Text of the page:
So we tried some things, and spent an hour emptying his tank and his carburetors (remember those?), fed it some fresh gas, and it started, but only for a few minutes at a time. Finally he conceded that he probably wasn't going to make his meeting. He hid the rest of his stuff, grabbed the most valuable things in a small pack, and strapped them to the back of my Beast.
We gave him a ride 11 miles to Gateway. I let him off in front of a hotel at 4:10 pm.
"You're my Savior!" he said, shaking my hand. "Not me," I said, "your Savior is the wrecker you are going to call right now, an hour before he gets off on a Friday afternoon, and who decides going to drive all the way out here to bring your bike back in to Grand Junction where you can get it fixed. And maybe a flight to Phoenix by tomorrow night. You'd better get to work on that right away."
He nodded, said thanks again for "just having someone to talk to out there", and disappeared into the hotel.
An hour later I emerged from the mountains a few miles south of Grand Junction at Whitewater, where Hwy 141 meets Hwy 50. Here's a vista from just before that, coming round the bend:
It was 5 o'clock. If I turned north, it was Grand Junction for the night, probably in a cheap motel. No way to ride the National Monument and get back before dark. If I turned south, I might just make it. I really didn't want to ride that rough road up to Lizard Head in the dark, when I couldn't see the cracks and traps ahead of me. But I also didn't want to do the roach motel bedbug macarena.
I could probably make it. I turned south. The fabled Rim Road would have to wait for another day.
I admit to breaking a few speed laws on that flat broad valley highway down to Montrose, and ate quickly at a Mexican restaurant. "Amelia's", I think it was called. A carnita chimichanga, about a gallon of water, and a couple of margaritas. Somewhat restored, I then roared on down to Ridgeway, where I could see the mountains I currently called home in the distance.
Where I have been, there I am going...
I got up into the saddle of Lizard Head just as it got full dark. You know, when you cannot tell a white thread from a black. And it was cold. Like a fool I didn't put on my wind pants, mistaking numbness and tingling for residual warmth. My legs became really dead cold before I got back into camp at 9, and I got cramps later. But I slept almost 12 hours.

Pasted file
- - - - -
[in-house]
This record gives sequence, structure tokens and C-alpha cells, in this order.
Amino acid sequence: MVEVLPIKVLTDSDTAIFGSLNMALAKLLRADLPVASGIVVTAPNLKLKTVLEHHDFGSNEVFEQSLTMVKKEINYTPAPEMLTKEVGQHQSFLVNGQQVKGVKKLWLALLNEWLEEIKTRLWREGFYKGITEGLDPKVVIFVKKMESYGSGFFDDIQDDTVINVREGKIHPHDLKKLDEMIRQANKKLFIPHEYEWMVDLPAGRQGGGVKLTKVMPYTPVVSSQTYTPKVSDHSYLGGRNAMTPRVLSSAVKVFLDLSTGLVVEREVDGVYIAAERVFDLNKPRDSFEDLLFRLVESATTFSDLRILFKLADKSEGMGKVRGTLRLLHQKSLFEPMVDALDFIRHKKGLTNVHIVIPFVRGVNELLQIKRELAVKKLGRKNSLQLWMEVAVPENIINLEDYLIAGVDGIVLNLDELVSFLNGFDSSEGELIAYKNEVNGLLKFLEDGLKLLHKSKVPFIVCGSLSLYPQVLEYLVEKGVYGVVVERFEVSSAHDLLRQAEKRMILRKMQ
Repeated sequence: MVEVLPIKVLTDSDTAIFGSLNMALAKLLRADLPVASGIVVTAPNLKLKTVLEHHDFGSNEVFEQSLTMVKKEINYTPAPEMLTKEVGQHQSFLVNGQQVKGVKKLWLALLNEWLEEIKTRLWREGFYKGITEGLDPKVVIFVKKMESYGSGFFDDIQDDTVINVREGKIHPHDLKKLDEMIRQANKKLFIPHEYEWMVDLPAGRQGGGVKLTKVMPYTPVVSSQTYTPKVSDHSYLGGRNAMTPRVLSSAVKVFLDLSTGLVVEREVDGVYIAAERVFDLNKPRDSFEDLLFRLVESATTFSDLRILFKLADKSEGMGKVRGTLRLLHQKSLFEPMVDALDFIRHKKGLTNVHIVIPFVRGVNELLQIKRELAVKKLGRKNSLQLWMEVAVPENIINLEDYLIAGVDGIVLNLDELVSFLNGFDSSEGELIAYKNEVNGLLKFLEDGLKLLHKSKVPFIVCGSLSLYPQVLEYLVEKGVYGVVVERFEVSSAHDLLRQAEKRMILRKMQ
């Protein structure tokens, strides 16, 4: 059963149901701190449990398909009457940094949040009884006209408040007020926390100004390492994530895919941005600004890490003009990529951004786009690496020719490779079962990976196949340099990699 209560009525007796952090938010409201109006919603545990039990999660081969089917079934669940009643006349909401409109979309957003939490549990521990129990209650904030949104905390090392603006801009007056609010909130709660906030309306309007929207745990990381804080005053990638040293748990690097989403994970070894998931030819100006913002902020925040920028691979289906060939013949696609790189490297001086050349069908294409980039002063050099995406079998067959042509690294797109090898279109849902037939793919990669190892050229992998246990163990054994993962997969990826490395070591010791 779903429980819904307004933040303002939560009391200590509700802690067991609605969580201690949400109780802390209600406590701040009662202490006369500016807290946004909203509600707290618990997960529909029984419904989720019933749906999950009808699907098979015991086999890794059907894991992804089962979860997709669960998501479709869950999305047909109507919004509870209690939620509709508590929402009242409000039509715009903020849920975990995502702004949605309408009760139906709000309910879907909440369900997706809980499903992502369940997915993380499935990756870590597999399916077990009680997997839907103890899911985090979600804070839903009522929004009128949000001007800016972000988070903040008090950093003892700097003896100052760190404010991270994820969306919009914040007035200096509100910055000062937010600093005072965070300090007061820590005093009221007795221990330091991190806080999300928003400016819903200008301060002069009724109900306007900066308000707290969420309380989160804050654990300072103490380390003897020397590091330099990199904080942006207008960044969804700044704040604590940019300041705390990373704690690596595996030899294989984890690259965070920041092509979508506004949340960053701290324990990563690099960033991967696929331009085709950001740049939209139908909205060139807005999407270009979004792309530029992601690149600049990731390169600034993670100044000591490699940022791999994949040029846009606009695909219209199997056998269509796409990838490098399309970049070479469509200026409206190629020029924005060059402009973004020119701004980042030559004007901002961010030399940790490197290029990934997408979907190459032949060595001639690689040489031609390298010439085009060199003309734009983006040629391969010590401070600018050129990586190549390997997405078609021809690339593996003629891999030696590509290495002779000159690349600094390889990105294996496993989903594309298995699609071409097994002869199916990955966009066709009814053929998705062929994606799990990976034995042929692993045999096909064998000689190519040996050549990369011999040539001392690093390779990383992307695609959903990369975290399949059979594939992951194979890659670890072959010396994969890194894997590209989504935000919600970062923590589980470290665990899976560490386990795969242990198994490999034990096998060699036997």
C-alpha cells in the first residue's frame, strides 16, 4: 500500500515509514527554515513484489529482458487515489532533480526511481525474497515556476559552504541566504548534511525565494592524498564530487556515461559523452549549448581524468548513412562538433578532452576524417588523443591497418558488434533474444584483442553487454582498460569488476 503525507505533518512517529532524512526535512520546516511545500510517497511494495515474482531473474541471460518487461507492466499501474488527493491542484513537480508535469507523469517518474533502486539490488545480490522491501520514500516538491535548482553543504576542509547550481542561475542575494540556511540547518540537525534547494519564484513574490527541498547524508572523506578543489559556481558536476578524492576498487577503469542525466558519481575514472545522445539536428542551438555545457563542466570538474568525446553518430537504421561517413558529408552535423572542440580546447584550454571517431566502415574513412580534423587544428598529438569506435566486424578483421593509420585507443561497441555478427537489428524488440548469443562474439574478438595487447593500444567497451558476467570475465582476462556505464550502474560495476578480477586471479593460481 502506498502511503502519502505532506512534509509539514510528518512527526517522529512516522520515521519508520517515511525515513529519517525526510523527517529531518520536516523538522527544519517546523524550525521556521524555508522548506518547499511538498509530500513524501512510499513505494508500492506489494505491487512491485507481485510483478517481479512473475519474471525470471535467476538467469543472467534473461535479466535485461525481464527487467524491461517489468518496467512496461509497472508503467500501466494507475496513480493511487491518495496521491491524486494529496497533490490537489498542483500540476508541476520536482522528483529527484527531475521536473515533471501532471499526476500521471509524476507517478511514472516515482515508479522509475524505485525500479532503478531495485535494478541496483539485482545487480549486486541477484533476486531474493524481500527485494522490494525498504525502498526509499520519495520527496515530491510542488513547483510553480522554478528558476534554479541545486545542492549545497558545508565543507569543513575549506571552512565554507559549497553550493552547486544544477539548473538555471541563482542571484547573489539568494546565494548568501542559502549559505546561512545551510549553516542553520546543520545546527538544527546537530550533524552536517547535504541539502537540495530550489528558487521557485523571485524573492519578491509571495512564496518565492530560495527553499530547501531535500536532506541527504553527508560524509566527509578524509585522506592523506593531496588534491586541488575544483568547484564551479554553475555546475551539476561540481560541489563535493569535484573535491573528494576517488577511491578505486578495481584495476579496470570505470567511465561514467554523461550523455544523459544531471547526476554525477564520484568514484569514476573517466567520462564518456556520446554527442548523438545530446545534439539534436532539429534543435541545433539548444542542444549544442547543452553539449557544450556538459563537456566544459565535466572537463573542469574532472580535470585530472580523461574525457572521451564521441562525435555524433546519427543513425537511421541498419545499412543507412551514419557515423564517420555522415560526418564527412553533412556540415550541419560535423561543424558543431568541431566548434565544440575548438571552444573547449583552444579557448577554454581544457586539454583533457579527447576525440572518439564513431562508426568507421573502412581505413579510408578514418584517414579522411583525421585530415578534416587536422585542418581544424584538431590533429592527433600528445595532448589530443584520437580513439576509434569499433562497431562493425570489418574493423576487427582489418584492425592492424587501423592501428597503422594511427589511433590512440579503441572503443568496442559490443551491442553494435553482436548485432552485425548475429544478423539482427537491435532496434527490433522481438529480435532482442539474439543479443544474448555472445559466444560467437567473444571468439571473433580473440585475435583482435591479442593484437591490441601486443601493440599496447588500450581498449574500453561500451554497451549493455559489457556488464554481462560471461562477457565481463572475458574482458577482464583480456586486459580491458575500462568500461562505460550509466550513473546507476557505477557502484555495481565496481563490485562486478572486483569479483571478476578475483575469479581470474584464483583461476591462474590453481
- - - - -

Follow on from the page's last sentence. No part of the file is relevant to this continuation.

That's Bob's Big Ride. Too much for even a game geezer. And I didn't quite get to where I was going. 374 miles, 11 hours. Magnificent country, but I had to ride too fast on the way back. And next time I could be the one broken down instead of Brian. So I've got to restrict my rides in future to 250 miles round trip. That's about when it stops being fun.
More than that, and I just need to move the Daze nearer.
And never, never, never do I ever want to be self-trapped into riding mountain roads in the dark again. I can see far enough at 70 with my brights, but I am only safe up to maybe 45 with my dims. All the rest is cold and darkness. Either I am blinding and being blinded by oncoming cars, or passed at speed by those behind me.
Night riding is too much like rushing to an appointment with Fate. At my age, just being on time seems good enough. Or even fashionably late, as long as I have clean underwear.
There's a good chance, at speed in the dark, of finally finding that poor wandering confused elk who has my name stamped on his rump. An elk of that ilk would be awkward indeed.